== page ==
Lawyer Shyster wins record Â£600,000 race claim payout from CPS
An Asian lawyer who was suspended after telling a court security guard she was a “friend of Bin Laden’s” has received a record Â£600,000 payout from the Crown Prosecution Service after seven years of legal battle over a race claim.
Halima Aziz, 43, made the remark a fortnight after the September 11 attacks, and was suspended by the CPS following a complaint from the court. She was accused of inciting a riot, expressing anti-American sentiments and associating herself with Bin Laden.
She won a race and sex discrimination case against them in 2004 on grounds that if she had been a white man she would not have been treated that way.
Orwell sends his regards:
The dispute continued for seven years – at a cost of more than a million pounds to the taxpayer – because the CPS had remained “in a state of denial” about the case, a new tribunal has ruled.
Its ruling said that the behaviour of the CPS had been “astonishing”.
The tribunal found that an inquiry into the incident run by the Chief Executive of the CPS, Peter Lewis, was a “whitewash”.
Mark Emery, Miss Aziz’s lawyer, last night called for a further, independent investigation and questioned the CPS’s ability to prosecute race cases.
Ms Aziz said: “If they (the CPS) had apologised to me right at the beginning words would have been enough.”
The controversy started in 2001 when a security guard at Bradford magistrates court made a comment about her being a “security risk”. Miss Aziz allegedly replied: “I’m a friend of Bin Laden’s.” As news of the remark spread, reports claimed that it had provoked clashes between white and Asian youths at the court building.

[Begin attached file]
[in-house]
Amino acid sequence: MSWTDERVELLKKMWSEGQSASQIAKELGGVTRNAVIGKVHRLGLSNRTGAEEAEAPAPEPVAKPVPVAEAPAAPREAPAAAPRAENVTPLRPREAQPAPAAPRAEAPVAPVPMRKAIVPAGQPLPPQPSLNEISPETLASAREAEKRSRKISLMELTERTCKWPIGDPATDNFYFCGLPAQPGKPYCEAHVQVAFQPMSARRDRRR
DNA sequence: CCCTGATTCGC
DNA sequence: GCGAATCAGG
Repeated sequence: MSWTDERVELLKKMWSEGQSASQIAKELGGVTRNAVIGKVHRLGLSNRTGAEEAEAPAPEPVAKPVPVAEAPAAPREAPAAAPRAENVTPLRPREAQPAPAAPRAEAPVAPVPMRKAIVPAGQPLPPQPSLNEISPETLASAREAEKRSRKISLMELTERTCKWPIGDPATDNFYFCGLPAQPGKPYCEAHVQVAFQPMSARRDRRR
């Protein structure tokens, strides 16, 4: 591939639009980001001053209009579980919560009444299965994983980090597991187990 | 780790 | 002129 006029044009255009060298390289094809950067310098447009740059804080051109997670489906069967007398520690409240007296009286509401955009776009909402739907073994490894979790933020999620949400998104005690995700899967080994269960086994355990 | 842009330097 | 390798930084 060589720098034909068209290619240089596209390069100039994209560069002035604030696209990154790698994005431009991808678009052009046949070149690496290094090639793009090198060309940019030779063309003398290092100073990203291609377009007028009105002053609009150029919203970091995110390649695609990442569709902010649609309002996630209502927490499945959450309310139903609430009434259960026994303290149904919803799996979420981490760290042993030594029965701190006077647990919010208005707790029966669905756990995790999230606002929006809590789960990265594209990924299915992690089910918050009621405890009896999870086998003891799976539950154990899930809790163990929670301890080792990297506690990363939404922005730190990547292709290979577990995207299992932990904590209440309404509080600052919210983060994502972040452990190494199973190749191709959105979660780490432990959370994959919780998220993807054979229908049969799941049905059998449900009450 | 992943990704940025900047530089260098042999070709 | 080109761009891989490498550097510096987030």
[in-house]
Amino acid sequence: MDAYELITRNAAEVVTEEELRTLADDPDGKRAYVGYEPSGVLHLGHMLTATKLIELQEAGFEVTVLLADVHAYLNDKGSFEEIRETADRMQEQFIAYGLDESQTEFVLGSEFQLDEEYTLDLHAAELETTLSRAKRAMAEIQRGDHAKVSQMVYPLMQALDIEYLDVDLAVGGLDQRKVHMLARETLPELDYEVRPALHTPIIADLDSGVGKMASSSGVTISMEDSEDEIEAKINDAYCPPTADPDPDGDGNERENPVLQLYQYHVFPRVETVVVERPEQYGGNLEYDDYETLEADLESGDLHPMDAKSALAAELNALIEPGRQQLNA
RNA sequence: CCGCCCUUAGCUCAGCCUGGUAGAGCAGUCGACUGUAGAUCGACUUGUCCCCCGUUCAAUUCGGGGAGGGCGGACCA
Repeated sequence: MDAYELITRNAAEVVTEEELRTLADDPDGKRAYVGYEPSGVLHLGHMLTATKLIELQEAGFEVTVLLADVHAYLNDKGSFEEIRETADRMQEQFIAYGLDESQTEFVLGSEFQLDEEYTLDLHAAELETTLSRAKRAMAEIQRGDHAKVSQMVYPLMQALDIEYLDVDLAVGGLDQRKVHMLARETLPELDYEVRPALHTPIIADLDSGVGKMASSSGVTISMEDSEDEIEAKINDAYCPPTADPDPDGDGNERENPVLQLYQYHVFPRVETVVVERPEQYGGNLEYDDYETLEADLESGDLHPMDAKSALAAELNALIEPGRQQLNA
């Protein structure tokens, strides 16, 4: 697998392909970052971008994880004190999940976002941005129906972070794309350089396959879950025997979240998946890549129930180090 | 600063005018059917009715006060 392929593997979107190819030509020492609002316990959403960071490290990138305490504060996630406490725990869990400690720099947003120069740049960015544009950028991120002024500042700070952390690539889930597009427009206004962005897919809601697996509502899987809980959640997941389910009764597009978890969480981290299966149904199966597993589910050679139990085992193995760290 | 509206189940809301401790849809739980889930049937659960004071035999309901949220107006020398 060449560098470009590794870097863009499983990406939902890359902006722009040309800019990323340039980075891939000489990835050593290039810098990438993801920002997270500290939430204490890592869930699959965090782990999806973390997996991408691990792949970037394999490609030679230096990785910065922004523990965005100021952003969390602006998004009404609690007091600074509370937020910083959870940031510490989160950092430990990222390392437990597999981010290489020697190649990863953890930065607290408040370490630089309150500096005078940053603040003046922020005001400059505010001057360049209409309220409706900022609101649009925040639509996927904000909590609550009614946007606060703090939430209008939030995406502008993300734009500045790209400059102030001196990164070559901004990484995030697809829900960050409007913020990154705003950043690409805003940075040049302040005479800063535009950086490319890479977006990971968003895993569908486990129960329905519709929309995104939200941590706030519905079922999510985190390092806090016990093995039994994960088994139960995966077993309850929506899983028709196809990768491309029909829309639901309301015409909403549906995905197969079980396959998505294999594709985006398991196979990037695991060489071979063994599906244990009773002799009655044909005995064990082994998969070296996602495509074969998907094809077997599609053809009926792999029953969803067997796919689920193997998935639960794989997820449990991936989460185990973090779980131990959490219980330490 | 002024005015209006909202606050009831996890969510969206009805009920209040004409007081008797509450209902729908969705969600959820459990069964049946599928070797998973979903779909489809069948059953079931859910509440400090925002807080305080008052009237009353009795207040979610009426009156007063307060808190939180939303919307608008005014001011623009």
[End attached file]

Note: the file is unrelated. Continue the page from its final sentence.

In fact, no such disturbance was found to have occurred. Miss Aziz was called to a disciplinary hearing – but her employer had not told her that she was entitled to be represented, and had relied on hearsay rather than carrying out proper enquiries.
It triggered a nine-day tribunal, spread over 13 months, which ruled Miss Aziz had been discriminated against on grounds of her race. Her suspension was extreme and had caused her “humiliation and distress.”
The CPS appealed and the ruling was overturned by an Employment Appeal Tribunal. But two years ago the Court of Appeal quashed that decision and restored the original ruling.
Yesterday it emerged the employment tribunal had awarded Miss Aziz compensation of around Â£600,000, according to Channel 4 News, after declaring there was not “a shred of evidence” to support her treatment.
The CPS has been ordered to issue a full and unequivocal apology and to reinstate Miss Aziz.
The CPS has issued a statement stating: “We offer a full apology to Halima Aziz. ….the Judgement relates solely to the very particular circumstances of this one case. It does not question the overall approach and policies the CPS has pursued”.
It added: “The CPS takes equality and diversity very seriously, both in relation to its employees and the public. Our positive progress since 2001 has been recognised by a number of outside bodies.”